Purpose of review
In multiple sclerosis, currently approved disease-modifying treatments are effective in modulating peripheral immunity, and coherently, in reducing clinical/radiological relapses, but still, they perform poorly in preventing disease progression and overall disability accrual. This review provides an up-to-date overview of the neuropathology of progressive multiple sclerosis, including a summary of the main mechanisms of disease progression.
Clinical progression in multiple sclerosis is likely related to the accumulation of neuro-axonal loss in a lifelong inflammatory CNS environment (both adaptive and innate) and relative un-balance between damage, repair and brain functional reserve. A critical driver appears to be the T-cell and B-cell-mediated compartmentalized inflammation within the leptomeninges and within the parenchyma. Recent perspective highlighted also the role of the glial response to such lifelong inflammatory injury as the critical player for both pathological and clinical outcomes.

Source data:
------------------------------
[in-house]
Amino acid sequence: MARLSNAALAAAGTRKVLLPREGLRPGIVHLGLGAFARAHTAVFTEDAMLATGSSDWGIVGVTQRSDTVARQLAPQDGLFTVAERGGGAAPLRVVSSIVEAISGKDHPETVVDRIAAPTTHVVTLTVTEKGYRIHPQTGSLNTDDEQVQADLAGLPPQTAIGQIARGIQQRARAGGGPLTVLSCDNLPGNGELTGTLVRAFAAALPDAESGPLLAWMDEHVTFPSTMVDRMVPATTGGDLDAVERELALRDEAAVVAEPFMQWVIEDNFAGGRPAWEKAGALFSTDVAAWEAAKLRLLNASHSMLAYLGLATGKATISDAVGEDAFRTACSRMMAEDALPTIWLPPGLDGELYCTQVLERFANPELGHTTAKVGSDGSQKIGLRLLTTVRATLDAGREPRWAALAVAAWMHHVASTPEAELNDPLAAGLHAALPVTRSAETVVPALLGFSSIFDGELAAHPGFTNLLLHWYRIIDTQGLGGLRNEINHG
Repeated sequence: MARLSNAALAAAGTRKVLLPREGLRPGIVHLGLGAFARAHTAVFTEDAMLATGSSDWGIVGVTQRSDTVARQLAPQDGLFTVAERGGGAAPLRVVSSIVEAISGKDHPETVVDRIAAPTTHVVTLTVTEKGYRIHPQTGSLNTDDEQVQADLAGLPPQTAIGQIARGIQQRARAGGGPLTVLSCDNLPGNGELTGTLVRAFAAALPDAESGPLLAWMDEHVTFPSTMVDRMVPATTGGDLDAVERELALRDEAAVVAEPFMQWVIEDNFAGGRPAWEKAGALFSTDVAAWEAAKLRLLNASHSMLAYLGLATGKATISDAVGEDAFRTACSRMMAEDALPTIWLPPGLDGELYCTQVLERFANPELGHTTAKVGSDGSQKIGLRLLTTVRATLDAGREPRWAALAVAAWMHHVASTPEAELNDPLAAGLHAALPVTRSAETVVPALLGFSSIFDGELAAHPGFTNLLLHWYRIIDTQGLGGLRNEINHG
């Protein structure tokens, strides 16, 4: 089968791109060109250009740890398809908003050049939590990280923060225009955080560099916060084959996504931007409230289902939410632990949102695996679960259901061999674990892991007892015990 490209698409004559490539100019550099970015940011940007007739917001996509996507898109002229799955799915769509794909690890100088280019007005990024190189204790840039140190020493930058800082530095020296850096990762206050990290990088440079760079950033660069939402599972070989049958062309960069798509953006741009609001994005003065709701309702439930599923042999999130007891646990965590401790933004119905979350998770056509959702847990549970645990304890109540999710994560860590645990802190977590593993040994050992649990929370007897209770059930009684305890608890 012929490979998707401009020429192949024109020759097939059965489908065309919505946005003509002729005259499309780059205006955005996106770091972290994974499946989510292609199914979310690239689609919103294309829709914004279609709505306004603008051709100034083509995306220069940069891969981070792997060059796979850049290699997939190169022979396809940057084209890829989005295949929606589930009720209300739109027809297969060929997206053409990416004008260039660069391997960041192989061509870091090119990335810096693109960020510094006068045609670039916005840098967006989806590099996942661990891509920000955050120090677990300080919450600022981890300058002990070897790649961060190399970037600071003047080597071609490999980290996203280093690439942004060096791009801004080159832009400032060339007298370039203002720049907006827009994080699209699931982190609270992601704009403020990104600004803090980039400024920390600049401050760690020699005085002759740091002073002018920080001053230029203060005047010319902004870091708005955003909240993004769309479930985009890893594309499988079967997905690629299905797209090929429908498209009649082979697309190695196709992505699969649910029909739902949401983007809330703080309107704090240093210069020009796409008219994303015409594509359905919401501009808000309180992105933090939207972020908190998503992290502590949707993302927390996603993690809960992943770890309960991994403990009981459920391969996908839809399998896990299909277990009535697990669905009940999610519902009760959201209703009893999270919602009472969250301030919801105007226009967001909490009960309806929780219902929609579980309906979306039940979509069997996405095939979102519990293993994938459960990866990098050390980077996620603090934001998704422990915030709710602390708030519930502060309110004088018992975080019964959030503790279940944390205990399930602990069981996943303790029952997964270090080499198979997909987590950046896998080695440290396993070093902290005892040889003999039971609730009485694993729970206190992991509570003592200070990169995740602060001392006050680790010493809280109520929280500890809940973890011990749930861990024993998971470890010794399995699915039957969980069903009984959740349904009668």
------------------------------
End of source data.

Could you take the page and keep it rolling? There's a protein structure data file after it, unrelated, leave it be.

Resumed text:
The neuropathological and biological understanding of disease progression in multiple sclerosis have progressed in the last few years. As a consequence, new therapeutic approaches are emerging outside the modulation of T-cell activity and/or the depletion of B cells.